The Taste Test

In a taste test, some generic chips tied with name brands, and they cost only half as much.
In a taste test, some generic chips tied with name brands, and they cost only half as much.
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Consumer Reports did a blind test, with trained tasters, to find out once and for all whether brand identification was really related to quality or taste. The results are surprising. Of 21 tests, national name brands won seven, store brands won three and the rest were tied. Not necessarily because they were identical, but because they were equally enjoyable in different ways: Heinz ketchup was judged spicier, but Target's Market Pantry private label was more "tomatoey." Skippy peanut butter had a deeper "roasted" taste, while tasters enjoyed equally the "hint of molasses" in the Albertsons house brand.

Walmart's potato chips tied with Lays, at half the price. A Food Lion noodle soup actually beat out Campbell's chicken noodle. The panel preferred hot dogs from A&P's America's Choice label over Oscar Mayer. And there seemed to be no real rhyme or reason to the losses: Name brands won for mayonnaise, mozzarella cheese, frozen French fries and more.

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And then, of course, there's the truth about repackaging: Sara Lee does a brisk business making baked goods that sell under store-brand names, Reynolds makes house-brand wraps and containers, and Royal Oak even makes store-brand charcoal. Same manufacturer, same product, just 25 percent cheaper on average.

However, that's not to say that all generics, or store brands, are equal. Most large chain supermarkets carry what's called a "second tier" brand in which the margins of quality are a little bit more damaging. Kroger Value, Albertsons Shoppers Value, A&P's Savings Plus and Smart Price, and Food Lion's Smart Option are second-tier lines that may be slightly lower quality.

In general, the rule of thumb is to look for the top-tier store brands, generally located on lower shelves, and compare price per serving and nutritional value to the brand you think you want. It's not worth sacrificing quality for a few pennies when you're already saving so much by looking into generics at all.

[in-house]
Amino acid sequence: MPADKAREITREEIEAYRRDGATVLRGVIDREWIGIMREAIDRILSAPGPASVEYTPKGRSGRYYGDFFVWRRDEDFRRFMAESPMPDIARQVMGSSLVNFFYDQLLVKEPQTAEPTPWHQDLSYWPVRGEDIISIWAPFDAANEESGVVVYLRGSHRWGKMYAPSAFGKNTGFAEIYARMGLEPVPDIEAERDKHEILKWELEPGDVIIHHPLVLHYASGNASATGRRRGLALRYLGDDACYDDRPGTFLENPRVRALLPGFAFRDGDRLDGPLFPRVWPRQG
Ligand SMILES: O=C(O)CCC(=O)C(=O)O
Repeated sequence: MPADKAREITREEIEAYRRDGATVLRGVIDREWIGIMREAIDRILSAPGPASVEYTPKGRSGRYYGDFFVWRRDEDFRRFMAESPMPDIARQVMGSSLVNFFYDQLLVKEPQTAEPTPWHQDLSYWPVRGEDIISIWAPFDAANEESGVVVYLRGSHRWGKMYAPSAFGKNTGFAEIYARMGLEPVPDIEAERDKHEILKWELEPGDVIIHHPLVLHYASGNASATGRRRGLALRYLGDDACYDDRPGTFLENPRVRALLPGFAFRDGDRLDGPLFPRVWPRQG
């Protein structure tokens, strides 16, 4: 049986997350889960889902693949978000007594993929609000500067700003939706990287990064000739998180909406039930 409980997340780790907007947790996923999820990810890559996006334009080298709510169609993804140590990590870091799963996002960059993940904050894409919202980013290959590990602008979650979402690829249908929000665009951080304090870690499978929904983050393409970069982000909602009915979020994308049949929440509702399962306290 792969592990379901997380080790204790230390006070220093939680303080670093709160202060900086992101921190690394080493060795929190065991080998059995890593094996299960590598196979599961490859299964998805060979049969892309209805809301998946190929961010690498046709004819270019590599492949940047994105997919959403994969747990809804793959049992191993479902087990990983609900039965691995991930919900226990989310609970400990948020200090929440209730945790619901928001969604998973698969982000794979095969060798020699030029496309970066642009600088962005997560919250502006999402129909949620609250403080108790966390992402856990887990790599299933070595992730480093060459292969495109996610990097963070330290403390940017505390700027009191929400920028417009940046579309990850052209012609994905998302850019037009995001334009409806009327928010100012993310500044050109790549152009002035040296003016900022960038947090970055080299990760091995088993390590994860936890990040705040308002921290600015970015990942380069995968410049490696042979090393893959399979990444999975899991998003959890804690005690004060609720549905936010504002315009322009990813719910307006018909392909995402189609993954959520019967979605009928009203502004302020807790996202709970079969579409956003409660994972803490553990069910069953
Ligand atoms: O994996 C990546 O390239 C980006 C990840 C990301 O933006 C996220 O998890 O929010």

But what about non-food items? What should we keep in mind when we're visiting the rest of the store? Read on to find out.

Other Rules for Shopping Generic

Some mass merchandisers, like Target and Walmart, have made a quantum leap in the way they present their store-brand items. Target is known for the quality of their generics, and by simplifying their design staff and processes, they've managed to create a unique brand that bypasses a lot of the stigma we once attached to generics while still keeping prices low: They currently offer more than 150 common items at $5 or less.

It's important to remember that all generic over-the-counter medications are legally required to contain the same dosages of the same active ingredients as the pricier items they're replicating. Likewise, asking for generics when you're filling prescriptions could make a big difference in the amount you pay for your medications.

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In the past decade, national drugstore chains have focused on duplicating the formulations in all kinds of personal care items, from allergy meds to cosmetics. They look at the market and see which brands are leading the pack, and they choose those products to copy. In fact, it's perfectly legal to make exact copies of these sorts of products. Beauty lines from Ulta, Sally's and Sephora can give you identical results at half the price or less.

In general, the protection we get from the law means that most cosmetics and medications are identical to nongeneric versions. Baby formula has followed the same regulations since 1980, meaning that there's nothing available for sale that won't give your infant the proper required nutrition.

In the case of both medications and infant formula, however, it's important to find a product that works and stick with it. Changing formula brands can be tough on your child's digestion, which might make you second-guess yourself. Similarly, hopping back and forth between generic and name-brand medications could get complicated because of differences in formulation that have nothing to do with the active ingredient.

In most cases, it comes down to personal taste and remembering that most generics are just the same as the products they're replacing. If you don't enjoy the generic version, you can always go back to your brand-name favorite, but it's likely you won't see much of a difference -- except in your pocketbook.

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Sources